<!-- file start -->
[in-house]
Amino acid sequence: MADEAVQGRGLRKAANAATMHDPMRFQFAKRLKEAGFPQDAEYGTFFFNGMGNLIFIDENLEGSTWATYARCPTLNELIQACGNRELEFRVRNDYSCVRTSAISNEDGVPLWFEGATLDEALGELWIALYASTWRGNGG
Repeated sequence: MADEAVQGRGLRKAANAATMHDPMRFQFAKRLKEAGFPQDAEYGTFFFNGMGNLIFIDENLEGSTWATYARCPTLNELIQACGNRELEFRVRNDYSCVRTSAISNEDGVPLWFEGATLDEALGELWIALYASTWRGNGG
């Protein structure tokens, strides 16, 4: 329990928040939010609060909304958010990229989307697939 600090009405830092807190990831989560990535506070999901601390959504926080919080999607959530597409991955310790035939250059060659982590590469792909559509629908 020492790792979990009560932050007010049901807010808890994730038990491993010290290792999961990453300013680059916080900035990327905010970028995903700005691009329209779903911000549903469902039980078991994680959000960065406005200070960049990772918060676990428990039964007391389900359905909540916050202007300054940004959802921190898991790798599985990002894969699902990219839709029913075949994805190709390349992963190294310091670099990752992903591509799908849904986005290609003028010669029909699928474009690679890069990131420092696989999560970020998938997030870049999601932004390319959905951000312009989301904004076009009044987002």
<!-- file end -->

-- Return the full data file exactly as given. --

[in-house]
Amino acid sequence: MADEAVQGRGLRKAANAATMHDPMRFQFAKRLKEAGFPQDAEYGTFFFNGMGNLIFIDENLEGSTWATYARCPTLNELIQACGNRELEFRVRNDYSCVRTSAISNEDGVPLWFEGATLDEALGELWIALYASTWRGNGG
Repeated sequence: MADEAVQGRGLRKAANAATMHDPMRFQFAKRLKEAGFPQDAEYGTFFFNGMGNLIFIDENLEGSTWATYARCPTLNELIQACGNRELEFRVRNDYSCVRTSAISNEDGVPLWFEGATLDEALGELWIALYASTWRGNGG
């Protein structure tokens, strides 16, 4: 329990928040939010609060909304958010990229989307697939 600090009405830092807190990831989560990535506070999901601390959504926080919080999607959530597409991955310790035939250059060659982590590469792909559509629908 020492790792979990009560932050007010049901807010808890994730038990491993010290290792999961990453300013680059916080900035990327905010970028995903700005691009329209779903911000549903469902039980078991994680959000960065406005200070960049990772918060676990428990039964007391389900359905909540916050202007300054940004959802921190898991790798599985990002894969699902990219839709029913075949994805190709390349992963190294310091670099990752992903591509799908849904986005290609003028010669029909699928474009690679890069990131420092696989999560970020998938997030870049999601932004390319959905951000312009989301904004076009009044987002």